[OUTLOOK]Cold, hard realities of lifePresident Roh Moo-hyun once said, “I am neither pro-labor nor pro-business. I am pro-competitiveness.” It is proper that he should say that. The president was expressing his determination to concentrate on enhancing the competitiveness of the Korean economy without being biased toward either side. His words remind us of the desperate reality that neither laborers nor businesses can survive if we lose competitiveness in this age of unlimited competition.
Yet, a recently announced ranking of national competitiveness by the Swiss Institute for Management Development shows a picture far different from the Korean president’s determination. Despite his efforts under the name of reform to appoint fresh faces, numerous attempts to build a roadmap and to strengthen our competitiveness by pursuing changes in the economy, the Swiss institute’s evaluation is unflattering.
Among 27 countries with a population of over 20 million, Korea ranks only 14th in competitiveness. Competitiveness is not rated according to the living standards of the country. Countries that show a promising future get a high rank even if their present living standards are not high. The rankings showed Taiwan in fourth place, Malaysia in seventh, China in 10th and Thailand in 11th place. This time, even India outranked Korea at 14th place. This ranking by the institute takes the steam out of our big dreams about becoming the center or the hub of Northeast Asia.
It is interesting to note that the view of the Swiss evaluators is very different from ours. While the domestic atmosphere is usually critical of businesses, the institute’s evaluation praised Korean businesses. While domestic society seems to think that labor unions should have more power, foreigners say too-powerful unions are what’s making Korea’s competitiveness fall. This rating has made it clear how the outside world views Korea. It is a shame that we were ranking last in categories of labor-management relations and education. We are a country whose only resources are human ones. If we have the worst labor-management relations and education, what does that tells us about our future?
It is true that the evaluation was more or less business-oriented. It gave higher grades to countries with more business activity. In other words, a country where it’s easy to make money and has good investment conditions is a competitive country. This is not an opinion that is welcome in Korean society these days. Labor unions would probably accuse the institute of being a mouthpiece for businesses and forerunners of imperialism creating excuses to oppress the labor unions.
But the truth remains that the competitiveness of a country is ranked by how friendly an atmosphere it provides to businesses, foreign or domestic. Korea unfortunately falls in the category of a country where it’s hard to do business. Former President Kim Dae-jung had repeatedly vowed to make this a country where it was easy to do business. Very few people believed in his words at the time. Even fewer people will believe in similar words of President Roh Moo-hyun now. President Roh’s record shows him as being more radically hostile to businesses than Mr. Kim. He also has a support base that is imbued with anti-business sentiments.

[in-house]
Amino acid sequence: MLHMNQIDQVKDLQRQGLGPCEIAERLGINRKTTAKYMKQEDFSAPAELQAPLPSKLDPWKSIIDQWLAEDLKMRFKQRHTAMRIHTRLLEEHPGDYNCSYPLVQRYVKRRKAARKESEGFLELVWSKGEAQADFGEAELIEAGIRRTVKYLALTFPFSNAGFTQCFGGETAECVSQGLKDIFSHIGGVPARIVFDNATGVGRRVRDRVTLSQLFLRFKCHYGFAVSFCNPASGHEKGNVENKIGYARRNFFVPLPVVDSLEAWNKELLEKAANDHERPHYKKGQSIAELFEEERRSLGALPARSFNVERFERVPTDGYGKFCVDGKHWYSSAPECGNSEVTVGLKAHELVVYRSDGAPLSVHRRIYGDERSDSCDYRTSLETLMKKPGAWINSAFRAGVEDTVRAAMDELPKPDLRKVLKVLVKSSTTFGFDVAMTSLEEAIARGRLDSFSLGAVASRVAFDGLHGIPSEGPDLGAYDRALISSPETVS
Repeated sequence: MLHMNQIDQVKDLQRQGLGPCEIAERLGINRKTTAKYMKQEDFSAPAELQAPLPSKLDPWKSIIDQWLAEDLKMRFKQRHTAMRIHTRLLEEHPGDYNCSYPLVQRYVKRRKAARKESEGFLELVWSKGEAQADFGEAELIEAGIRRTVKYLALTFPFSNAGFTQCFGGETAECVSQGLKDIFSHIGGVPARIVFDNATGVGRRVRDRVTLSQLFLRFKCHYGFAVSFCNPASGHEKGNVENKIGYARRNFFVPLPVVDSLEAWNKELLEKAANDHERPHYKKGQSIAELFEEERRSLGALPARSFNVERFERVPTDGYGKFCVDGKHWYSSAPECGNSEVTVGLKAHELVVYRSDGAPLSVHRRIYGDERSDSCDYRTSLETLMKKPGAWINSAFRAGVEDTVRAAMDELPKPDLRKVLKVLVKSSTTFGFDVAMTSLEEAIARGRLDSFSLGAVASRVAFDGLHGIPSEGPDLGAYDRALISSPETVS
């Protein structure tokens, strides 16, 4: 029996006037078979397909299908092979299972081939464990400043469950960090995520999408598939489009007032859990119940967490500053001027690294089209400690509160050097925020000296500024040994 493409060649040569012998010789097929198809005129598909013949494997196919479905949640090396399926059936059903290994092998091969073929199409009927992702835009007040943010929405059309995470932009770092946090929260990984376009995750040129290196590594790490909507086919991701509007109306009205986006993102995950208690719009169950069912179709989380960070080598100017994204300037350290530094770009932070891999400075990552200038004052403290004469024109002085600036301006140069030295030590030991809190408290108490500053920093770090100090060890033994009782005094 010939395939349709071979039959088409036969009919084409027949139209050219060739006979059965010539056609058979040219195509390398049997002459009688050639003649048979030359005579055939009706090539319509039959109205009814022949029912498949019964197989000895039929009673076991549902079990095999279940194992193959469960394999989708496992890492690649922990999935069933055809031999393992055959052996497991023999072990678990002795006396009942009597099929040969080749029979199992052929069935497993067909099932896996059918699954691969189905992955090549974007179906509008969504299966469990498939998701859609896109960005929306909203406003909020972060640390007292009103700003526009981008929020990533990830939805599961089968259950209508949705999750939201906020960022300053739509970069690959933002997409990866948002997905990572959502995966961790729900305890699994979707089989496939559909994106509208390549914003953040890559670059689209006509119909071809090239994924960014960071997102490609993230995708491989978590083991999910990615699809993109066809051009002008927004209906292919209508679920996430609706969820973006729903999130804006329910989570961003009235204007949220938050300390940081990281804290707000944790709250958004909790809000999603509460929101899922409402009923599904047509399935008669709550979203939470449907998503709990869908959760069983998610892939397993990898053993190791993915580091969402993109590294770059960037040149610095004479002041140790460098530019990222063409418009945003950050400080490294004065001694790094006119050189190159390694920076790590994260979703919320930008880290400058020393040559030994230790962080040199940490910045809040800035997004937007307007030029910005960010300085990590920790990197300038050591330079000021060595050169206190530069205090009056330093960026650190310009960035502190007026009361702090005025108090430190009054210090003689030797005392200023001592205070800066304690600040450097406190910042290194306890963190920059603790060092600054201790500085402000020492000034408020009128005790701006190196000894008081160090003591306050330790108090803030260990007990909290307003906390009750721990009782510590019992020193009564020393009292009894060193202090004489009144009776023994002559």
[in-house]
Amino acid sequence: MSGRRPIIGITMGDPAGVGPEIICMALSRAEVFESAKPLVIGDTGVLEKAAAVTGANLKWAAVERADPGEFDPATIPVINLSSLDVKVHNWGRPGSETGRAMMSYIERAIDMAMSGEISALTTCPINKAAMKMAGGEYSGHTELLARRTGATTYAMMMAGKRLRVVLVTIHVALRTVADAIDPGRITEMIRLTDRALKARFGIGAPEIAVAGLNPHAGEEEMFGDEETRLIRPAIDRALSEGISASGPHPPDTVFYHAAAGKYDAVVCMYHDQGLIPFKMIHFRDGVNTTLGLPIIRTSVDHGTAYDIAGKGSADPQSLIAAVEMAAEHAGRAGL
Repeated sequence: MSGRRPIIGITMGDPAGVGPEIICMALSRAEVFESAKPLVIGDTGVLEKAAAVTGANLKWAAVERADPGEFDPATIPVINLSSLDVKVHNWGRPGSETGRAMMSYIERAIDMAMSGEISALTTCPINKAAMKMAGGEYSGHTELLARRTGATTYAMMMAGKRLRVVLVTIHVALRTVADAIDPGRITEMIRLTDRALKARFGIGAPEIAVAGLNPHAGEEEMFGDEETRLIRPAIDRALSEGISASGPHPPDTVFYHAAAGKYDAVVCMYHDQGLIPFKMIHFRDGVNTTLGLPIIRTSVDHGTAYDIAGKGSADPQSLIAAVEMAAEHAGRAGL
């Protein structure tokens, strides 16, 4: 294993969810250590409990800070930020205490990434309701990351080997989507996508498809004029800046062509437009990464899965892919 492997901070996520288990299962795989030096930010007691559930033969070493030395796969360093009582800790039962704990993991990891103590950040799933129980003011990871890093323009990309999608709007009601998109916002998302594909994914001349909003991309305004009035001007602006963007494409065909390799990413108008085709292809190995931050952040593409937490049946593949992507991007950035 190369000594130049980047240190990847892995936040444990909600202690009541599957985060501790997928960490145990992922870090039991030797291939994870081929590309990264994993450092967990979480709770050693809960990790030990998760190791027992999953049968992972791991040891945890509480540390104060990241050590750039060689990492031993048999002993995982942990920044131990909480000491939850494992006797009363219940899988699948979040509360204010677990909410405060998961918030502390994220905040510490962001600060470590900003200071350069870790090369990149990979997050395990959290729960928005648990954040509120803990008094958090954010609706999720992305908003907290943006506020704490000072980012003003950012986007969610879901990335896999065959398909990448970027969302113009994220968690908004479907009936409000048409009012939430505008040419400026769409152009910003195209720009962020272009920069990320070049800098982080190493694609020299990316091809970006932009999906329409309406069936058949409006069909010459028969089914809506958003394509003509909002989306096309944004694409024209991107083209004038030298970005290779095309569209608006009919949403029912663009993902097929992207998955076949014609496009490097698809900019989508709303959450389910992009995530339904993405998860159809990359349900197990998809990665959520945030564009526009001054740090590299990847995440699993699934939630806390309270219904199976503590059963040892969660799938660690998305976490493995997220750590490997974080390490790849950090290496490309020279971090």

Theoretically, the president, the government and the opposition seem to agree completely on making this a country friendly to businesses. But they also insist that businesses should come to their senses first. The recent attempts to revise the laws on temporary employment and fair trade regulations are part of that way of thinking. However, what’s important is what the businesses think. Even if the labor unions insist that this is a good country in which to do business, that opinion is useless unless businesses agree. It is business owners that decide whether this is a good or bad country to do business in.
The same goes for President Roh’s insistence that he is not nervous. It doesn’t matter what the president insists, because it is not the president who is being made nervous. It is the people. It is up to businesses whether they want to invest here or not. If the businesses say they are nervous, then they are nervous. And businesses only decide to invest when they feel comfortable and are more or less sure that they are going to make money. You can detain business owners for corruption, but you can’t force them to invest. It is in the businesses’ minds whether they want to invest or not. If we don’t like that, we should quit the free market. We should use this institute evaluation as our official grade in free market economics 101.
* The writer is the chief economic correspondent of the JoongAng Ilbo.
by Lee Chang-kyu